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Music Theory for Electronic Musicians 2: Minor Keys and More

Lesson 12 of 26

9ths and 13ths

 

Music Theory for Electronic Musicians 2: Minor Keys and More

Lesson 12 of 26

9ths and 13ths

 

Lesson Info

9ths and 13ths

okay, Just a ah, shortlist. And I think this time, uh, I want to tell you about mawr extensions we can use. We've looked at the seventh, but I want to look at ninth and 13th. Now, these are things that don't come up a ton for us to be totally honest. Um, but I want you to be aware that they exist. Ah, and that you can use them if you want to. You. Um, but I don't want to spend a lot of time on him because it will be less useful to you than some of the other stuff that we're gonna work on soon. So we've looked at seventh. Let's zoom in on this here a little bit. Okay, so we're still in e minor. And these are This is our diatonic chord progression. So all our records that exist naturally in the key of e minor with the seventh in them. Okay, so that was going route 3rd 5th 7th So we skip a note. We skipped the second we go to the third. We skipped the fourth. We go to the fifth. We skipped the sixth. We go to the seventh, right? We can keep going. We can go. We can skip eight and go to ni...

ne. Right? So you might say to yourself, but there's only eight notes in the scale. If we repeat the route, let's go back to our scale and look at it. Here's our scale. So if we go root 3rd 5th 7th were out of notes, right? Not exactly. We have to do is go up another octave. So I'm gonna copy this. Ah, lovely. Um, so now we're going E t e t eat. So we have We have two full octaves. That's an active, including that note. And that's an octave. You have two octaves now and keep going up higher. So we have root. 3rd 5th 7th There is the root again on the ninth. So now we would call that the ninth. Now, you might be saying, Wait, the ninth is the same as the second. Why don't we call it a second? Well, the seconds kind of a different thing. Um, look at seconds in a bit. Um, but more importantly, we call it the ninth because we're going to try to put it on the top. When we spell the cord. We're gonna put it on the top above all of the other notes that makes it. And ninth, um, so let's do it. So here we have, sevenths. We're gonna keep on going. So here would be the eighth on. He would be the ninth, 8th 9th I'm just going up to scale. 8th 9th 8th 8th 9th 8/9 eight ninth a night. Now we have nine cords. We would call these everything works the same. 1/7 chords. Except we have five notes now. And these are called ninth chords. Let's hear what our ninth chord sound like. Oh, so you can hear how we're getting closer and closer to jazz Sound right? Are cords were getting thicker and thicker and that makes them less, um, simple. And in most dance music and electronic music in general, pop music In general, we like our courts to be relatively simple. We'll have seventh in there, um, nineths. Less so much. But even less so than that would be 13th. 13th are come up a lot. So let's go back to our scales. We have route 3rd 5th 7th 9th 21st. We do do 11th. Ah, but more common than 11th. Oddly enough is 13th. Um, because an 11th would be 1/4 if we went down inactive in the same way that 1/9 was a second. So 11th happened. We do use 11th cords, but much more common is 1/ chords. So let's keep going. Um, 11 things would be 12 and 13 so that would be a C. So if we take that all the way down, that's gonna be 1/6. If it was low. So we're gonna add in 1/6 1 of the notes we skipped over, just like the second. So we like to add in these six. This is when we start to get real jazzy. So let's do it. Remember, I need to go up to scale degrees to get this. So, uh, sorry to chord tones to get this because I'm going to skip over the 11th for now. Um, so we left off on the ninth. Here's 10 11 12 13 11 12 13. And then I'm just gonna put these in for us. That's the 13th 13th 13th 13th 13 and 13th. Now you might think to yourself, How did I just figure those out so fast. Um, the reason is, once I did this 1st 1 then I can pretty much just count up the e minor scale right from here. And all my notes will be right as long as I keep the pattern in mind. So I was able to remember that there's only one sharp here, and it's this one. The rest are all white notes. So I just had to keep that in mind while I was growing up here and make sure that I got that note as the sharp. And that's for white nuts. So then I just counted up to scale, starting on C but counting the e minor scale neck out in my 13th chords. Okay, so let's hear these. Excellent. Let's hear the same thing down. I think I'm losing some notes in the upper register there, just from my samples. All right, so now we're starting to get really jazzy, right? Um, now we can modify these as well a lot of the time. Like in like a jazz tune. You'll see, like you'll see a cord written, and then it says flat 13. That means like you're gonna add a 13. But it wants a flat 13 swollen. It's like instead of a normal 13 flat 13 pull it down 1/2 step. That's what that means when you see flat and then a number, it means pull that down. So these are just more court options. Weaken Dio. We could flat all of these 13th and then we make a whole string of flat 13 chords on. It's gonna sound pretty weird. I wouldn't be surprised if you had to use for this trick. Show it to you anyway. Way There are some good cords in there, especially this 1st 1 I really liked. That would be E minor nine with a flat 13 is what we would call it. I wouldn't call it E 13 because it doesn't have a full 13th in it. It has a flat 13th so it's an E minor nine with a flat 13th. So what that would look like if you came across, that is, it will be written this way E minor nine and then in parentheses, flat 13. So the more numbers you see here, it's telling you degrees above this so it wants 1/9 which is nine scale degrees above E and the 13th is 13 scale degrees above E. But it wants you to flat it by 1/2 step. So that's ninth and 13th. Um, you won't come across him too much, but I think in this next thing we're going to do ah, it will be useful to us to know how to figure out these chords. So off to the next one.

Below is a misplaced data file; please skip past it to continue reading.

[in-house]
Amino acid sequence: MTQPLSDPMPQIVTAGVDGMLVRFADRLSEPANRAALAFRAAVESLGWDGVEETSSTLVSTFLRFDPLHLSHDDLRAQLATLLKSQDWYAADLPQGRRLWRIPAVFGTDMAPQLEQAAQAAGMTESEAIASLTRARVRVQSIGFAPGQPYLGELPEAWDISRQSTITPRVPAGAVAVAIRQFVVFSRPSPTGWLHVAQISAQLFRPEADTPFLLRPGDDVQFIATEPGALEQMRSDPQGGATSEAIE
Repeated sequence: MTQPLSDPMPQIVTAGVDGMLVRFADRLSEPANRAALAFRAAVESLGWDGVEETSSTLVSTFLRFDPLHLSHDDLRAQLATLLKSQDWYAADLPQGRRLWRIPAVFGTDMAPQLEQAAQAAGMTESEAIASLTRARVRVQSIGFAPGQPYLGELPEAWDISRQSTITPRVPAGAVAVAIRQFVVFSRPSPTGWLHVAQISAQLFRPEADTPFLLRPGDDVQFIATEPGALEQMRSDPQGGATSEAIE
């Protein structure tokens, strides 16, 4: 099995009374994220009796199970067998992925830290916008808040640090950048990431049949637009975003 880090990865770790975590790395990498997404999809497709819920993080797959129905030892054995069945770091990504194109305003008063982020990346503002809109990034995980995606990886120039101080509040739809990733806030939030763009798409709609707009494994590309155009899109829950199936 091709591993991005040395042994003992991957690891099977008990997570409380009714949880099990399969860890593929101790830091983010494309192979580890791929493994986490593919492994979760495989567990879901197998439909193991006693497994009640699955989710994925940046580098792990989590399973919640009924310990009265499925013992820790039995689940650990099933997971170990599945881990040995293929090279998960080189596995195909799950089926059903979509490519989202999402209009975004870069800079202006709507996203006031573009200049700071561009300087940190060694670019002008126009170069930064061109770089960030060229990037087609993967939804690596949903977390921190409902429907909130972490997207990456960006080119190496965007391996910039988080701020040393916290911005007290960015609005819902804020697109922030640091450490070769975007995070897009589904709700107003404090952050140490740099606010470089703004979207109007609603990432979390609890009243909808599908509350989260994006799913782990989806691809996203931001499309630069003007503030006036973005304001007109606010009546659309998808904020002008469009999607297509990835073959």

Class Description


In the first part of Music Theory for Electronic Musicians, we learned how to work with the piano roll editor in a DAW to make harmonies, melodies, and whole tracks. In this second part, we'll expand on those ideas. We'll work with minor keys, focus some time on melody and bassline writing, and we'll talk about how different tracks work. 


Extensive Analysis 

In this class, we feature an extensive track analysis segment by Daft Punk, Avicii, Skrillex, and many more. In each of these segments, we'll look at their tracks on the piano roll editor. We'll talk about why they sound the way they do, and how you can use similar techniques in your own music. Each of these segments picks apart multiple elements of the song and dissects it in an easily digestiable manner. 


Who should take this course? 

Anyone interested in producing their own tracks. This will get you up and running and give your tracks a unique sound in no time.


Structure 

This course consists of video lectures, which all contain a session in Ableton Live 9. If you are using a different program (or none at all), no worries! This isn't a class on how to use Ableton Live, and the concepts can be applied to any DAW.  

Reviews

MikeD
 

Well, I slobbered all over you after your first class and this one is as good or better. I realize people don't go to college for 12 years and learn what you shared in a few hours and you didn't earn your doctorate with just this stuff. I mean Julliard must offer a lot more, but you have advanced my knowledge by miles and I've got to say thank you. Make some more of these simple, common talk courses - I'll buy them all.

Nick van Lochem
 

This course its so good he makes it al sound so easy. that ists easy to remember and use in your creations.

Scott Vincent
 

Very cool class - learned a lot from this class as well as from the Part 1 class. Highly recommend both classes!